Building Resilience in Fragile, Conflict Affected, and Small Island Developing States
Monday, 3 May 2021, 1:30 pm–2:30 pm , GMT+8
Vice-President for Knowledge Management and Sustainable Development, ADB
Alfred Alfred, Jr.
Minister of Finance, Banking, and Postal Services, Republic of the Marshall Islands
Mohammad Khalid Payenda
Acting Minister of Finance, Afghanistan
Director for European Union and Multilateral Development Policy, Federal Ministry for Economic Cooperation and Development (BMZ), Germany
Senior Director/Head, Office for Peacebuilding, Governance and Peacebuilding Department, Japan International Cooperation Agency (JICA)
Director General, Pacific Department, ADB
Regional Vice President, Asia, International Rescue Committee
Director General, Sustainable Development and Climate Change Department, ADB
Advisor, Conflict-Affected Situations, Thematic Advisory Service Cluster, Sustainable Development and Climate Change Department, ADB
ADB is taking steps toward a more positive development impact in fragile and conflict-affected situations (FCAS) and small-island developing states (SIDS). ADB cannot continue doing business as usual and expect to find success in these countries. As recognized in ADB's Strategy 2030, a new model is needed for FCAS and SIDS that applies differentiated, context-driven approaches.
ADB Vice-President Susantono used the session to officially launch ADB’s FCAS and SIDS Approach (FSA), noting that the FSA will ensure that ADB provides the best support for FCAS and SIDS as they transition from fragility to stability, resilience, and social cohesion.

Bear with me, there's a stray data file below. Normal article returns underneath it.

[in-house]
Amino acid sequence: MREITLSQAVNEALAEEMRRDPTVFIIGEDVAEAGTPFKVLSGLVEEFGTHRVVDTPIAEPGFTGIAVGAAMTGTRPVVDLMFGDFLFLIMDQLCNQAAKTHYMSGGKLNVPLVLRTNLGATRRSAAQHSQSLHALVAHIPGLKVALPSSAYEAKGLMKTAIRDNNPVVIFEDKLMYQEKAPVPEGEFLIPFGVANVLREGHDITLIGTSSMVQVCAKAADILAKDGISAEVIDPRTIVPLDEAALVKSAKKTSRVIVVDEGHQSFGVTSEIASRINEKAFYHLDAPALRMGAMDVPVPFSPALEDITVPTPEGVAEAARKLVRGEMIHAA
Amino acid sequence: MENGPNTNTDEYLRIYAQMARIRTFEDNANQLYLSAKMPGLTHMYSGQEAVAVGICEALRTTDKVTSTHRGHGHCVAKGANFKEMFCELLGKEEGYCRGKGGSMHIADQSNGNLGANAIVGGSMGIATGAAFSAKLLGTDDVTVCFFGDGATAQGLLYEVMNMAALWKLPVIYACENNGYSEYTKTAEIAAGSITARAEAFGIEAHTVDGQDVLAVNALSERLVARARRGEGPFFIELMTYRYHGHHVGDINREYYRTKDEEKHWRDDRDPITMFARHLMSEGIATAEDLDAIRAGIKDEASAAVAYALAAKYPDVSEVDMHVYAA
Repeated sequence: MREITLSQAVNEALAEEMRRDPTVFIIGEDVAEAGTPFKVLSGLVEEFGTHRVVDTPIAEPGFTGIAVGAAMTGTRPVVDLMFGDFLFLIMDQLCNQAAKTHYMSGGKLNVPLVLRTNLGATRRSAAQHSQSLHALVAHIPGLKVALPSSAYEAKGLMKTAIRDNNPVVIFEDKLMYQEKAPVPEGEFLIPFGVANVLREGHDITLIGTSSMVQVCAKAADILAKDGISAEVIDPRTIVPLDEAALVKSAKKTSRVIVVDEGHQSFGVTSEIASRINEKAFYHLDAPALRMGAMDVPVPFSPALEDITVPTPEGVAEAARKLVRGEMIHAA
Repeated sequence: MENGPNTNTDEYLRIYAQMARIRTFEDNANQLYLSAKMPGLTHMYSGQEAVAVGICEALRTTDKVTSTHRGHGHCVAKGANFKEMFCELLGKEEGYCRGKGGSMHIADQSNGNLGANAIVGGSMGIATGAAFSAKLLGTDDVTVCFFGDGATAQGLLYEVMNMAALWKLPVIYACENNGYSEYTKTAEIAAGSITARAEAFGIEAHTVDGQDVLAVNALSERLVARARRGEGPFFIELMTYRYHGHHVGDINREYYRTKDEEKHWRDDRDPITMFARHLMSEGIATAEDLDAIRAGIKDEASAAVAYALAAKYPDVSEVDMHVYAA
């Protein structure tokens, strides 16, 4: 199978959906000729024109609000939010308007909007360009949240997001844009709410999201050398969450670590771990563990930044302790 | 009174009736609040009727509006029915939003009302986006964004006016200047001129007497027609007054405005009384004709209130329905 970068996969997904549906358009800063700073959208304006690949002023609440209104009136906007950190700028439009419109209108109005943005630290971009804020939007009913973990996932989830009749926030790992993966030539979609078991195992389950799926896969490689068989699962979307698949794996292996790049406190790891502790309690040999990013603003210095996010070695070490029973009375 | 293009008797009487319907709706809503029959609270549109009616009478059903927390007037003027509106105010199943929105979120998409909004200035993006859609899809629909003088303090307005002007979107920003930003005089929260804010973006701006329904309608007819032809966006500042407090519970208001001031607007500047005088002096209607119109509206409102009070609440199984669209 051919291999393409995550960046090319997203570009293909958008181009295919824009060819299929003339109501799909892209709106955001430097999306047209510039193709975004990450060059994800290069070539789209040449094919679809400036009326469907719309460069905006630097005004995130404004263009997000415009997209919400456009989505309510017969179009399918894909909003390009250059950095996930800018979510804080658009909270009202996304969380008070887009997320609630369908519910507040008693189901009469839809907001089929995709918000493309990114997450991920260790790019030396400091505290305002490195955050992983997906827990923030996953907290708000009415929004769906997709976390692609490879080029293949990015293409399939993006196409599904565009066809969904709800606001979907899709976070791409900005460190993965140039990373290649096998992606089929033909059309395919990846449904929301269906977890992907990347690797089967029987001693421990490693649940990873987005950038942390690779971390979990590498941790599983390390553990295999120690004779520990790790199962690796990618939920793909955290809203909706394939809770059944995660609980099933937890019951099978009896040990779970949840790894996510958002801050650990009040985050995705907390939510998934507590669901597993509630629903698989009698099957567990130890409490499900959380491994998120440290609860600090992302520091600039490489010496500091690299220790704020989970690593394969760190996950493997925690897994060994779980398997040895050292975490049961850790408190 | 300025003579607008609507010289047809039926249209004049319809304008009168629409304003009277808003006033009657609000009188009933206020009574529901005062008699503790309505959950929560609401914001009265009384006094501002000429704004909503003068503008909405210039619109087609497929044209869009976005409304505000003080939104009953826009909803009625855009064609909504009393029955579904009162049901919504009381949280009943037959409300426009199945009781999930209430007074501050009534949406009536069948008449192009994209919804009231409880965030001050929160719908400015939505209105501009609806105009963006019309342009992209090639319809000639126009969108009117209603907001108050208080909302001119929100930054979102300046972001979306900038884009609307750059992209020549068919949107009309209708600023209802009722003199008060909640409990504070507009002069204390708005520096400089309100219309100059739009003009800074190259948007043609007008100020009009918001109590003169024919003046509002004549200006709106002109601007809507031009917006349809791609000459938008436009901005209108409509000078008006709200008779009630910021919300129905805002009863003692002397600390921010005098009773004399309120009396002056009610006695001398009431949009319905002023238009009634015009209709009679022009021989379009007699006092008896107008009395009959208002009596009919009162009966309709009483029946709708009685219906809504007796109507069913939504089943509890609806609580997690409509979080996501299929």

Mr. Alfred and Mr. Payenda spoke about the drivers of fragility in their respective countries. Mr. Alfred noted that many SIDS share similar problems: small size, remote locations, vulnerability to natural disasters, and narrow asset bases. Mr. Payenda welcomed the new FSA, stating, “projects that are not designed based on the context, including fragility, are set up to be failures.” Mr. Payenda also emphasized the importance of private sector investment in FCAS and SIDS—a common theme of the discussion.
While noting that standards are important, Ms. Toetzke cautioned against using “blueprints” in FCAS and SIDS. She praised the FSA’s embrace of multidimensions, from disaster risk to climate change, governance, and conflict. Mr. Murotani and Ms. Johnson spoke of the need for humanitarian and development actors to improve cooperation. “The need for aid is larger than ever, especially for fragile and conflict-ridden countries,” Ms. Johnson said. “But it has to be a better aid, a coordinated one.”
Ms. Gutierrez spoke of the challenges facing SIDS such as climate change and capacity constraints due to small populations, while highlighting the importance of ADB being in-country to address these hurdles and enhance understanding of contexts.
In wrapping up the session, Mr. Carrasco reaffirmed that the FSA will change how ADB works in FCAS and SIDS, with context-specificity and risk-informed decision making forming the foundation of ADB support.